Strong, spirited strike solidarity between professors, adjuncts and students has proven to be unbeatable. Pennsylvania State System of Higher Education (PASSHE) officials must have come to that conclusion before they signed off on a tentative agreement with the Association of Pennsylvania State College and University Faculties on Oct. 21 after a three-day strike.
The state had proposed 249 changes to the contract with APSCUF members at universities in West Chester, East Stroudsburg, Bloomsburg, California, Cheyney, Clarion, Edinboro, Indiana, Kutztown, Lock Haven, Mansfield, Millersville, Shippensburg and Slippery Rock. In September, the union filed an unfair labor practice, complaining that state officials were not negotiating “in good faith” over the many demands. (wdadradio.com, Sept. 29)
“We fought back virtually every one of [the contract changes],” said APSCUF President Kenneth Mash in announcing the settlement. “And the amount of love and respect throughout this from our students, you can’t pay for that with money.” (New York Times, Oct. 21)
The first strike in the 34-year history of the state-supported university system was marked by student walkouts by hundreds of students at 11 a.m. on Oct. 19. Student marches, organized by the PASSHE Student Power Network (SPN), joined up with their professors and adjuncts on picket lines because “we all understood what the PASSHE administration was pushing, which were bureaucratic, cowardly measures that really sought to change the fabric of our state system education,” said West Chester University student Sabina Sisterovich.
“The student turnout was also our response to a growing sentiment amongst higher-ups that young people are complacent and uninformed,” Sisterovich continued. “I think we showed that we are quite the opposite. We won’t make room on our campus for destructive, negligent and profit fueled changes, and neither will our professors.”
WCU, with 17,000 students, is the largest campus in the state system totaling 105,000. Students there in SPN and SDS organized a caravan on the second day to Harrisburg, Pa., to confront PASSHE Chancellor Frank T. Brogan.
Brogan had told a Philadelphia House committee last spring that PASSHE has about the same funding as it did in 1997, with about 13,000 more students. In the past eight years, 900 staff positions have been cut. (theslateonline.com, April 18)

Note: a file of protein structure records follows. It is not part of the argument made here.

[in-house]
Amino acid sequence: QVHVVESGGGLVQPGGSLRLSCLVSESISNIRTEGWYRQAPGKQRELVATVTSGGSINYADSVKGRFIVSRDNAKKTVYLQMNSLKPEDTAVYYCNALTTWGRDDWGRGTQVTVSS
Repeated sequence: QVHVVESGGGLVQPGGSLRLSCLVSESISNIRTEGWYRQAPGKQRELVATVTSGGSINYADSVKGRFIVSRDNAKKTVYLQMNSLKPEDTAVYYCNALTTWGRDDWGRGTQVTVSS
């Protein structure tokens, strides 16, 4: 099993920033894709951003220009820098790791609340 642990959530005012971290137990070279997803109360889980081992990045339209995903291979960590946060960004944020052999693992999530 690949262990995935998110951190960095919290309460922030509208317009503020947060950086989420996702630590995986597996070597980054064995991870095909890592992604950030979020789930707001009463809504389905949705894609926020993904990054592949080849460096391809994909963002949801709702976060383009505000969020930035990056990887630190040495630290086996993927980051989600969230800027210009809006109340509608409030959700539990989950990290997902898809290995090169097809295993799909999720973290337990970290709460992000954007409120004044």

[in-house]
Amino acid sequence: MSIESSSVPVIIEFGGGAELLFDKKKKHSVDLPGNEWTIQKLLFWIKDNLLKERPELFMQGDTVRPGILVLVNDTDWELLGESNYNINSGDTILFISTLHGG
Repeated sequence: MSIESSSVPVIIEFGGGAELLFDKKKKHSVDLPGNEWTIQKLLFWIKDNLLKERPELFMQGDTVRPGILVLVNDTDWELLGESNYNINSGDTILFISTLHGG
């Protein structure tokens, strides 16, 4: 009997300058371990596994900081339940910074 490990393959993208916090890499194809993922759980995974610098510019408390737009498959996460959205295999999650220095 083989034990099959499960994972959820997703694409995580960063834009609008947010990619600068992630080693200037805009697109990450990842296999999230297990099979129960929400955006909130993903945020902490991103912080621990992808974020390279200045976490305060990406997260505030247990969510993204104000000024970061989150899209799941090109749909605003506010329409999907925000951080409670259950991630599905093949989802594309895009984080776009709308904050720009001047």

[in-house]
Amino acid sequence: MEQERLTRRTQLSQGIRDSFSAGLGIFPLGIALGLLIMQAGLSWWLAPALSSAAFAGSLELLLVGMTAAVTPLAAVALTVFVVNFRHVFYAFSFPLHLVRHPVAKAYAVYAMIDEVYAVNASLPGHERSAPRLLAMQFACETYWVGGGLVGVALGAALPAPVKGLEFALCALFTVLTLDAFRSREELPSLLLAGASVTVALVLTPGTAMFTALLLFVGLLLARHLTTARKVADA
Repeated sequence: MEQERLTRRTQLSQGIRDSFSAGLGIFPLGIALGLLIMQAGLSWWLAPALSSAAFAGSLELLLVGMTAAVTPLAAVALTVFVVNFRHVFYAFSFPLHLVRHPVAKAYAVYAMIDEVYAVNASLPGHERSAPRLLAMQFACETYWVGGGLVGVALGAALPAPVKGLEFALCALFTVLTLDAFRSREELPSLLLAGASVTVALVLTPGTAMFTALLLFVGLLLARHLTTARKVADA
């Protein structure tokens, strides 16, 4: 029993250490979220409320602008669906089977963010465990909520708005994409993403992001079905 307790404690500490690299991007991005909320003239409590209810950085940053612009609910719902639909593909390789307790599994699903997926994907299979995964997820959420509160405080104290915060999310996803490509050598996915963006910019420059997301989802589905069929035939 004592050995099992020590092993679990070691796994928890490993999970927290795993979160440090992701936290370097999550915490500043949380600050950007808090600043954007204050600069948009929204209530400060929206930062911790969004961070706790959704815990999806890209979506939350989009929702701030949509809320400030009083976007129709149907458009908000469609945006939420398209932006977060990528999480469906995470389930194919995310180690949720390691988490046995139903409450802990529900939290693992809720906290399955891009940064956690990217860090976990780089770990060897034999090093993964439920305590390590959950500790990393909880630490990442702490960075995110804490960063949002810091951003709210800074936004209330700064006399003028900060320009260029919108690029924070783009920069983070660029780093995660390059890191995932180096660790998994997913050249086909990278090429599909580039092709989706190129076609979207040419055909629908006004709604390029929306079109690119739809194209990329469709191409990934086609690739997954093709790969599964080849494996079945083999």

On Oct 21, WCU picketers marched to nearby Westchester to confront Philadelphia Gov. Tom Wolf, a member of the system’s board of governors. The Philadelphia Inquirer reported that he was “extremely disappointed” in the strike and warned of detrimental effects on the system for years to come, claiming the system has lost 12 percent of its enrollment since 2010 and faces a $10 million deficit. (Philly.com, Oct 19)
When Sisterovich asked the governor to join the picket line, Wolf replied, “You should really get back to class.”
A big win
According to PASSHE spokesperson Kenn Marshall, the tentative agreement includes raises and measures to save on health care costs. (New York Times, Oct. 21) While all the details for the agreement have not been made public yet, Ben Kuebrich, WCU professor on line for tenure, explained that he and everyone he’s talked to “feel good about the results — it’s a big win!”
Instead of new rules demanded by PASSHE that would have amounted to a 20 percent pay cut, adjuncts reportedly will receive a raise of 1 percent each year.
Kuebrich said the 59-hour strike made the union stronger because union members at each of the 14 campuses now feel a new sense of solidarity with each other.
Among factors on why the strike was so effective is the inclusion of adjuncts alongside tenured professors in APSCUF. This inclusion is a major reason why the starting salary for WCU adjuncts is $46,610 (tinyurl.com/PASSHE-APSCUF), significantly over the national average salary of $27,800 for adjuncts at most U.S. universities. (glassdoor.com)
WCU is a teaching college, not a research institution, so students who hope to become teachers themselves someday felt an unequivocal comradeship with their striking professors.
To the beat of drums, triangles, banjos and other musical instruments, picket lines at 10 sites on the WCU campus as well as a Philadelphia Center City location featured chants such as “Support public ed! You heard what we said!” and “Hey hey, ho ho! David Brogan has got to go!”
Picket lines were immediately ended as news of the tentative three-year agreement was relayed to picket captains. The pact, which would run retroactively from the June 30, 2015, end of the previous contract through June 30, 2018, requires the approval of the PASSHE Board of Governors in Harrisburg. A legislative assembly of APSCUF members must also approve the new contract before its 5,500 members can vote on it. The ratification process could take up to six weeks.
The Pennsylvania faculty strike may be a harbinger of more labor struggles at other U.S. university campuses.
In August, the National Labor Relations Board ruled that graduate students who teach at private universities are employees with full rights to join unions, a sweeping decision that paves the way for student unionization on campuses nationwide. (Wall Street Journal, Aug. 23)
And at Harvard University, dining hall workers have been striking since early October. That strike is the first by Harvard employees since 1983 and the first ever during the academic year.